We’re already seeing declining trust in politics and the rise of populism. And history (which rhymes, even if it doesn’t repeat, says Mark Twain) shows that further, dramatic unravelling of the political social contract can happen quickly.
In a 2020 paper, anthropologists examined 30 pre-modern societies, and looked in detail at the Roman Empire, China's Ming Dynasty, India's Mughal Empire, and the Venetian Republic. These four examples were all classified as ‘good governments’, despite (obviously) not being democratic, because they provided both an economic and political social contract, including checks and balances on the concentration of power and wealth by a few individuals. They found that a common thread in the collapse of ‘good governments’ was “an inexplicable failure of the principal leadership to uphold values and norms that had long guided the actions of previous leaders, followed by a subsequent loss of citizen confidence in the leadership and government and collapse."
How much more does our economic and political social contract need to degrade before we approach the danger zone? Luke Kemp, a researcher at the Centre for the Study of Existential Risk at the University of Cambridge, has been trying to find out why societal collapse occurs through a historical autopsy, asking three questions: “What can the rise and fall of historic civilisations tell us about our own? What are the forces that precipitate or delay a collapse? And do we see similar patterns today?” He suggests that modern civilisation is no less at risk than the great civilisations of the past, and that our technological prowess and globalised complexity are better seen as vulnerabilities than as protective armour. He identifies inequality as a key driver of societal collapse (as did a 2014 study on human and nature dynamics). Another driver is climate change (and this afternoon, the IPCC will remind us of the ludicrously short window that we have to reduce carbon emissions and avoid the worst impacts of climate breakdown).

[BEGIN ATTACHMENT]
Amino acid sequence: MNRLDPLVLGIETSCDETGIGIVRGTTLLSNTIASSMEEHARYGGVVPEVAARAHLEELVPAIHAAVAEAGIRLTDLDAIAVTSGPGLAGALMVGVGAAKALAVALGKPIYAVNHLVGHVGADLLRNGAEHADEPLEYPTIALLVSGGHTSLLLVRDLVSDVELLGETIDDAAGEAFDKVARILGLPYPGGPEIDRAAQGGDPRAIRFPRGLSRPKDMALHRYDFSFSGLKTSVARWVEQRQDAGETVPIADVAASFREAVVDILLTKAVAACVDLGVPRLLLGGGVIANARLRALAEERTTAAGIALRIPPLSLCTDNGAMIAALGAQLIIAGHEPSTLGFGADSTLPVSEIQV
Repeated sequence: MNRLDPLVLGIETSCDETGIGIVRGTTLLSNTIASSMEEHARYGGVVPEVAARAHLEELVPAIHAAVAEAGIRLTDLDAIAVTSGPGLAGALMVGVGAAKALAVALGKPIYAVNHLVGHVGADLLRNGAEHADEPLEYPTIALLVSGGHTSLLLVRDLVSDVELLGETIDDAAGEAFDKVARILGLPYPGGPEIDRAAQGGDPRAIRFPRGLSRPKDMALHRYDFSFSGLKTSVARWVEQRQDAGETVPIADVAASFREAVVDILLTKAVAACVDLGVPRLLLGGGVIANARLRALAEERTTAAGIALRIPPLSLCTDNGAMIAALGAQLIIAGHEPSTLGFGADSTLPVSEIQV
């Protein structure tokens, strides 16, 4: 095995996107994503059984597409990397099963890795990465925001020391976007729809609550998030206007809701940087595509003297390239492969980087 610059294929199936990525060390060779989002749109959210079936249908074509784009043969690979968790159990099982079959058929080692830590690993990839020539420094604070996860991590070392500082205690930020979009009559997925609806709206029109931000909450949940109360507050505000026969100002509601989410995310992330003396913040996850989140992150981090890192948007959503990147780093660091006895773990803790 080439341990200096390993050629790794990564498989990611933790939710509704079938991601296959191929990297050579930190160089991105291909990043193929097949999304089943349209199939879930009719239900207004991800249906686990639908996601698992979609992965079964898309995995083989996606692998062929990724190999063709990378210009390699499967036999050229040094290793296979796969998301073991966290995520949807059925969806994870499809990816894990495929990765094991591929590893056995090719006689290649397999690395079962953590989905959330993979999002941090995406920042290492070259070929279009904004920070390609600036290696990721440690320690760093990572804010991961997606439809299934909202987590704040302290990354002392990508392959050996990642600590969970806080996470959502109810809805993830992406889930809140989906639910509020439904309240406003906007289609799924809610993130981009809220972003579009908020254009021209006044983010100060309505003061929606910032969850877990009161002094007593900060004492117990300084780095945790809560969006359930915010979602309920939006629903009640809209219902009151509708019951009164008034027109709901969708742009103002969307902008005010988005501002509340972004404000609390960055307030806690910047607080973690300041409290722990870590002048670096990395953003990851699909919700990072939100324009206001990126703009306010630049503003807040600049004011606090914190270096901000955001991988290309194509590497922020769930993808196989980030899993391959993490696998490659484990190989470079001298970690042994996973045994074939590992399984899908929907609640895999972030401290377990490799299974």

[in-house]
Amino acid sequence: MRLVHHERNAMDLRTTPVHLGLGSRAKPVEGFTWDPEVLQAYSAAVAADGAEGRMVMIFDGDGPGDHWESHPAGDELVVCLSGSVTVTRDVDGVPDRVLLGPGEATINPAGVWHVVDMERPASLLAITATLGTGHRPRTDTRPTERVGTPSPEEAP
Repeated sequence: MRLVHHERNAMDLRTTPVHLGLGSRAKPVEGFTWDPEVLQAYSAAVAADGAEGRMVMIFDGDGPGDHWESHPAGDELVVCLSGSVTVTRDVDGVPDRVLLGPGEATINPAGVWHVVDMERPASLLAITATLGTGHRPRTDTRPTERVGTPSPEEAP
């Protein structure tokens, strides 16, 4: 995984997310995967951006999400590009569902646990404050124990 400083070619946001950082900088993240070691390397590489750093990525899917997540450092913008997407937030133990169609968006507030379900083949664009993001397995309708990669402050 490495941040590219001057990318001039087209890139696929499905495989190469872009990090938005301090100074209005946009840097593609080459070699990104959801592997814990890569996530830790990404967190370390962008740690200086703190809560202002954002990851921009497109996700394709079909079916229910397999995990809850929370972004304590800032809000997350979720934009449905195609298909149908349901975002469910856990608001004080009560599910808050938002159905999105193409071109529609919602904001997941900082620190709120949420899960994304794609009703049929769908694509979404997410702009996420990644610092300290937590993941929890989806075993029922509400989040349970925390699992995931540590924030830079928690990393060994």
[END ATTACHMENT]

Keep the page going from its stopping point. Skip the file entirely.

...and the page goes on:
So, what to do? A few years ago, a Stanford historian argued that, over the last few millennia, inequality has only been reduced by violent shocks such as wars, pandemics and civil unrest. His prognosis for the future? “I am not advocating war, but repeating the same old ideas ignores the lessons of history. Something truly innovative and original may have to happen in order to create lasting change.” We need fundamental, cross-cutting, deep-rooted, structural reforms to reduce inequality and build a fairer society. In this sense, fairness is a defence mechanism. Let’s act on it now before a more equal society is forced upon us by the reality of living in a resource-constrained world where there is no surplus to divide up.
As Luke Kemp argues: “We know what needs to be done: emissions can be reduced, inequalities levelled, environmental degradation reversed, innovation unleashed and economies diversified. The policy proposals are there. Only the political will is lacking… We will only march into collapse if we advance blindly. We are only doomed if we are unwilling to listen to the past.”